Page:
Bitmasks determine if a collision is relevant. Each actor maintains two bitmasks: one for the kinds of collision events that it accepts, and one for the kinds of collision events that it advertises to other actors. Handlers also maintain a bitmask, usually with just one ‘on’ bit for the specific category that they deal with. For a collision to register, the ‘ingress’ and ‘egress’ masks must have at least one matching ‘on’ bit. For example, the player actor’s ingress mask could include a “powerups” bit to indicate that it’s interested in examining collisions with power-ups and bonus items. An extra life power-up would have the same bit set in its egress mask. The player would receive overlap events with the power-up, but not vice versa. The typical enemy creature doesn’t need to deal with power-ups (unless it’s some kind of thief character, I guess), and so it wouldn’t have the “powerups” bit set, and therefore wouldn’t receive overlap information for that event.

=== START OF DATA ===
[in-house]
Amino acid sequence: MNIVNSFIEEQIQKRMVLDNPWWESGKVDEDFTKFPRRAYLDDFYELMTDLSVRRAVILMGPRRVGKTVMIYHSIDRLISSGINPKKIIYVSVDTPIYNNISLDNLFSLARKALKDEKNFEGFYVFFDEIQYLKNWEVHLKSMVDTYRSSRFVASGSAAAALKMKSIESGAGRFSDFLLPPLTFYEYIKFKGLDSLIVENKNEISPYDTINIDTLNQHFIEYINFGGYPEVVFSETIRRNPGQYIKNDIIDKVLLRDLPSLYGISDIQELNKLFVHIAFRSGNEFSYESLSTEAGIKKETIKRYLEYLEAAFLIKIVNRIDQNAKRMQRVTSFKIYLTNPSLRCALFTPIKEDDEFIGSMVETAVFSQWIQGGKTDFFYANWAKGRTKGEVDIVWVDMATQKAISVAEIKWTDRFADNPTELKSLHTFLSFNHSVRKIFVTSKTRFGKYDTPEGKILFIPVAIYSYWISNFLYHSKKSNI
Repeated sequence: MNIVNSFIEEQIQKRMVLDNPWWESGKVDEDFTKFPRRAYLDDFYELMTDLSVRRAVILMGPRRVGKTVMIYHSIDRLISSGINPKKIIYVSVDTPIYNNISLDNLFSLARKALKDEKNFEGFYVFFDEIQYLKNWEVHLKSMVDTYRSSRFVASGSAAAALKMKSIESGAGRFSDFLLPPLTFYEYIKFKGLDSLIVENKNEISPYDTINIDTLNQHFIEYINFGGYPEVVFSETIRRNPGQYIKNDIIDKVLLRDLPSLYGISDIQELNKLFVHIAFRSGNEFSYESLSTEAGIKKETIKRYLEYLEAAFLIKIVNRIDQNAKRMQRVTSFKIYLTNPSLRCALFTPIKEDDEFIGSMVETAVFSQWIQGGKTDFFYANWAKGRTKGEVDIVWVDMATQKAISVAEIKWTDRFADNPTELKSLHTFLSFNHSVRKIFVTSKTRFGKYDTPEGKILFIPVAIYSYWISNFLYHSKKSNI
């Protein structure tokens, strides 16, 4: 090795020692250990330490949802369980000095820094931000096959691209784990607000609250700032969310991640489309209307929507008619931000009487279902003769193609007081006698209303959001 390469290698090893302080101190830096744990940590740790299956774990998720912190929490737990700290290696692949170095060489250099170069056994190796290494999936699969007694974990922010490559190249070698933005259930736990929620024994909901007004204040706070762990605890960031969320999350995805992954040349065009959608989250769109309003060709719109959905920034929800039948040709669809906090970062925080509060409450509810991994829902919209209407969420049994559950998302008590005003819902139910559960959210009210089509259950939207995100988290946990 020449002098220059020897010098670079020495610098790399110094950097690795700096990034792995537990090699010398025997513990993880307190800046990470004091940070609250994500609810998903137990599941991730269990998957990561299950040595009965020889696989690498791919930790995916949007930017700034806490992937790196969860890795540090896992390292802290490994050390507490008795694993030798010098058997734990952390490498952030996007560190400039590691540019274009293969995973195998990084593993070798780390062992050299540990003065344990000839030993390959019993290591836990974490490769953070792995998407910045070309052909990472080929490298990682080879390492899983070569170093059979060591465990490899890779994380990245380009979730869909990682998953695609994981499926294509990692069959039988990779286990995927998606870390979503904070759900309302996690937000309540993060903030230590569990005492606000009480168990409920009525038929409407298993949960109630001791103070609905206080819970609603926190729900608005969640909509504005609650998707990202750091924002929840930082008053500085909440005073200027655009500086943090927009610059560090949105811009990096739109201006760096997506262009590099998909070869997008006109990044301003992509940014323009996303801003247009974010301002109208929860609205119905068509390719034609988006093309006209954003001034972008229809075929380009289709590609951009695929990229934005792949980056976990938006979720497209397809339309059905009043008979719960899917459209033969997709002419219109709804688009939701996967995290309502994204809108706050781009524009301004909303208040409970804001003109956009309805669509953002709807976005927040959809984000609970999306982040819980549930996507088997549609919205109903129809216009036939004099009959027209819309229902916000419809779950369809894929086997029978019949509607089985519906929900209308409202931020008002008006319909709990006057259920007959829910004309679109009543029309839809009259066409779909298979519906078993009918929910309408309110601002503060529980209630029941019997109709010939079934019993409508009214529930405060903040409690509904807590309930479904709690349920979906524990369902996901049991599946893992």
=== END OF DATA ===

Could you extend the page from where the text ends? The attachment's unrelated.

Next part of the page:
The bitmasks are 32-bits wide. This is a byproduct of using LuaJIT’s bit module to do the bitwise comparisons. The last bit is reserved as an “always send this event through” indicator, so that actors can deal with special cases manually. I think I’ll be OK with this upper limit for the whole project. The masking doesn’t need to be 100% precise: even with handlers, further checks can be performed to determine if a collision event is of interest.